Is the average Sun reader so sophisticated that they can pick up on the assumptions made about the Lib Dems in the cabinet. Nick Clegg is foreign. Vince Cable can't make his mind up about who is married to and Laws might still be single. Possibly in the Edward Heath sense.

On the other hand, all the Tories are wonderful family men and women and devoted parents too. Bless.

So much for the new politics. It's the same old nudges and hints. It takes more than a vacuous expression to change things around here.

Better late than never

Approaching 38, I am taking my driving test this Thursday.

This is only the second time I've taken driving lessons. The first was when I was 21. I failed the test and had no motivation for trying again.

I'm not sure what my motivation is this time but I'm doing it anyway. I'm cheating slightly by taking the test in an automatic. That doesn't bother me. If there's an easier option, one that cuts down on the time spent learning then do it.

I have brought the test forward by a week. I was originally due to take it the day before our holiday to France. We're supposed to be flying to Nice. The combination of BA strikes and volcanic ash means that we might have to take the car. I do not want my first experience as a fully licensed driver to be on a French motorway, thank you very much.

Assuming I pass, of course.

It's a minor point but important.

Sky News: giving it to you straight

Sky News has one of its breaking news banners at the moment stating that 22 people have been killed in the current Thai protests. The banner ends with the words:

No foreigners killed.

That's all right then.

Sky News, making Chris Morris look like a genius with every passing second.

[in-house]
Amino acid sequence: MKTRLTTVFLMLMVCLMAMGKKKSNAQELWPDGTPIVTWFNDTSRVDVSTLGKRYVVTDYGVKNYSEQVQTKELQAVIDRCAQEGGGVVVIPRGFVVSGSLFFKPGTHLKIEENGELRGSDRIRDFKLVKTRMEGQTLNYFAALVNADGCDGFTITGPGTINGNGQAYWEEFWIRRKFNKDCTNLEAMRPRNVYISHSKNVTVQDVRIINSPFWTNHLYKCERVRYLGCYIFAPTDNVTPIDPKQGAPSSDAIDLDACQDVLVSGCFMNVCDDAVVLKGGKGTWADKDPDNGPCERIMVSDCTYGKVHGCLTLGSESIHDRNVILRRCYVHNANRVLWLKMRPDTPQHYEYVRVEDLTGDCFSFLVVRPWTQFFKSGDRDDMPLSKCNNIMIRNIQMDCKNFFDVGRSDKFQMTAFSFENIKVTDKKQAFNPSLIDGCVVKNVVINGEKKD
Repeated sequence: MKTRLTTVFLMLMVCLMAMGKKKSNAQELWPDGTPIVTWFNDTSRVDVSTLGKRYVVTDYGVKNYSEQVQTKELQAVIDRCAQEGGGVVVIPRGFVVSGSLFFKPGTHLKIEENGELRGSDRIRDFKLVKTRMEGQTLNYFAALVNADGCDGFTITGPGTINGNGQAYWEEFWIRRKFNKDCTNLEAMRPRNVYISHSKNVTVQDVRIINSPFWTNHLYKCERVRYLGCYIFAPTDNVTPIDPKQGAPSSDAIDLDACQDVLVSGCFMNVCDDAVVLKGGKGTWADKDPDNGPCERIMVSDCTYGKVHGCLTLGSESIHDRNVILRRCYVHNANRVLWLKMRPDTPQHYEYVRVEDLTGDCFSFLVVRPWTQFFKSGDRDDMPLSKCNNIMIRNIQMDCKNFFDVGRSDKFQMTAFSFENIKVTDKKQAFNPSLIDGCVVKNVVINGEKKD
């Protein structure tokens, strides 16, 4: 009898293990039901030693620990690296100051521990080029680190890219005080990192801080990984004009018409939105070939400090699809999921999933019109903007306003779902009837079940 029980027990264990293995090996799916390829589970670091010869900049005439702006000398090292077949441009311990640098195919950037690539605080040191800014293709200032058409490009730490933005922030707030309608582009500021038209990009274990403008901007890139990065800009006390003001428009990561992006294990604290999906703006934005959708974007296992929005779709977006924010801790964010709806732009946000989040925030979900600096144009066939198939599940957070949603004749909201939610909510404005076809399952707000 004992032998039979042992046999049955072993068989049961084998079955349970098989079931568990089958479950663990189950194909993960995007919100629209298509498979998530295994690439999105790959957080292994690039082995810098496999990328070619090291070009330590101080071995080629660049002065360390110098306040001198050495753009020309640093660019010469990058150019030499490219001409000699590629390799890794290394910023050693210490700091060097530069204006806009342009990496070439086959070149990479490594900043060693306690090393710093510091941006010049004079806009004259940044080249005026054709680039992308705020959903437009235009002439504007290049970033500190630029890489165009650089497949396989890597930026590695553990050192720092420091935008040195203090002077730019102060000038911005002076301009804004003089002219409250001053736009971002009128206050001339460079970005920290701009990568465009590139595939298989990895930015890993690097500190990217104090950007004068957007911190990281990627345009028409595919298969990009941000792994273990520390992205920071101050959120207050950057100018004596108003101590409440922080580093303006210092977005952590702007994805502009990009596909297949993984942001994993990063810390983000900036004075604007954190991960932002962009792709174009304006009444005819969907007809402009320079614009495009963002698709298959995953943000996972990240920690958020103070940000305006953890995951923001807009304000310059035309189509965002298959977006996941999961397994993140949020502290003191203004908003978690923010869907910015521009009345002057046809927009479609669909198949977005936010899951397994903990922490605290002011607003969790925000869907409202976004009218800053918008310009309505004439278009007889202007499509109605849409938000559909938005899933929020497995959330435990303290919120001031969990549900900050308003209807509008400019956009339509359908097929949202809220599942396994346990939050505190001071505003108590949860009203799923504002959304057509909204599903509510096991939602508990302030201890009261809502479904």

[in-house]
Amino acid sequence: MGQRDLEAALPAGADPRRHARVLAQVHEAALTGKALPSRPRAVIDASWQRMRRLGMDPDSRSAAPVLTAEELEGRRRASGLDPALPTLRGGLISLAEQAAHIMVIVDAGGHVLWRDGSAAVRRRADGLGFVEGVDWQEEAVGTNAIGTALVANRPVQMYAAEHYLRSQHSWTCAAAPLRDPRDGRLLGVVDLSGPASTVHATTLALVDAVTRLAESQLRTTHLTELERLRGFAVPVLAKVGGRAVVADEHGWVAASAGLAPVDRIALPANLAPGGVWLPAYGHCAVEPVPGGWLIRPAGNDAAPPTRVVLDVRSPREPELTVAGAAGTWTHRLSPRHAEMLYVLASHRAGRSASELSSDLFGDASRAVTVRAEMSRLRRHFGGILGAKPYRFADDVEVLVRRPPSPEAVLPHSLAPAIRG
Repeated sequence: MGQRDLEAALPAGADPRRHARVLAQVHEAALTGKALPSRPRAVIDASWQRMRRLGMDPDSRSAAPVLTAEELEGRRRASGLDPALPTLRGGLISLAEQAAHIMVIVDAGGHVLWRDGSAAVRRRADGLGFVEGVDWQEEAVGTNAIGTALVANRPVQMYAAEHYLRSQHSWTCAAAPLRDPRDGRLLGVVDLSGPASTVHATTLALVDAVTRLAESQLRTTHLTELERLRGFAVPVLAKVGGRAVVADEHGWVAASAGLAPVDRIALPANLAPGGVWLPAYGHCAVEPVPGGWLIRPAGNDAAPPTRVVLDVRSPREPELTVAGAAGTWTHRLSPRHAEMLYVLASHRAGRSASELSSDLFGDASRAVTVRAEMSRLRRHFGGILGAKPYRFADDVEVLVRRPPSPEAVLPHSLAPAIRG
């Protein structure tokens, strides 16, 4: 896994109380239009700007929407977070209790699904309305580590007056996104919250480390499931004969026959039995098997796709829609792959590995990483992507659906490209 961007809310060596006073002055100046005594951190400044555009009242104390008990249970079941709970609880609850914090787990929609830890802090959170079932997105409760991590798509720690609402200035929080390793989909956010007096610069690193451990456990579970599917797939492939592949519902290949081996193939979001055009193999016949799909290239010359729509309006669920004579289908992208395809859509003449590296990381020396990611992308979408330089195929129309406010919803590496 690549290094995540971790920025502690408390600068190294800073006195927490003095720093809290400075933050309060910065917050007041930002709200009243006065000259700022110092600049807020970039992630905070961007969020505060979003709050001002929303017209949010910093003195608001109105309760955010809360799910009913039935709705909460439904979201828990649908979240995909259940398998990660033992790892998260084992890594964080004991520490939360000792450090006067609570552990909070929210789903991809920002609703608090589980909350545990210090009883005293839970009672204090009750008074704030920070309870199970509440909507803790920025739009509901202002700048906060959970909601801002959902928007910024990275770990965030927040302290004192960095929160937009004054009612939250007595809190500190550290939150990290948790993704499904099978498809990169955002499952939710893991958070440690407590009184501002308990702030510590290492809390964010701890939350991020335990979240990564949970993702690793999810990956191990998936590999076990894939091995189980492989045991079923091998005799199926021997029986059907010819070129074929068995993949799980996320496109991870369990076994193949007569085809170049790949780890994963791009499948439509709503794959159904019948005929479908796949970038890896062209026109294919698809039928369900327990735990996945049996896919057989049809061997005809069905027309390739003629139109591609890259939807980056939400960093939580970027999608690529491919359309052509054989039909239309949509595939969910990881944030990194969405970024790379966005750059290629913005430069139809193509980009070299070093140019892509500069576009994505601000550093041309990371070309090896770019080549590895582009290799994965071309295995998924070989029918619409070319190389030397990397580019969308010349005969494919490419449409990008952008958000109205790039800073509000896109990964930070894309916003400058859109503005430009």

It's been a long time coming

At last, after 13 years of hurt and pain, it's over. I can relax and look forward to the future without fear.

Yes, after 13 years of a Labour government, it's safe for me to watch and listen to satire.

For too long I've had to squirm as the party I voted for didn't do enough to get their message across and committed some fairly basic publicity gaffes.

So, listening to the News Quiz on Radio 4 was an absolute joy this week as the first ten minutes of the programme were given over to ridiculing the new Tory and Lib Dem coalition. Even the references to Gordon Brown were mostly sweet and gentle by comparison to those he has received for the last three years.

The first sign of this renaissance came on Thursday when Lucy Mangan wrote her list of 101 reasons to love our Tory government. Those who do not follow the link should know that she only got as far as 19.

It's called looking on the bright side. It'll get me through the next few weeks, at least.

Thursday, 13 May 2010

Follow up and follow through

I promised myself a long time ago that I would get rid of my Facebook account. I finally managed it yesterday.
The reason for going in the end was the realisation that I could boost the number of friends quite easily but they would not be people I really know. Old acquaintances. Friends of friends. People you kind of know and add to boost your own numbers.
My real friends who are on Facebook, don’t really use it to communicate. The status updates and comment on my own were mostly coming from a handful of people. And a couple of those I don’t really know that well.
So I found myself getting upset by a couple of their comments about the election and took it badly. I flounced. I left. I quit.
I don’t need to know what these people are up to. If I’m interested, I’ll ask.
There’s something so irritatingly vain and needy about Facebook that I simply loathe.
Whereas blogging, on the other hand, there’s nothing vain about that (cough). Honest.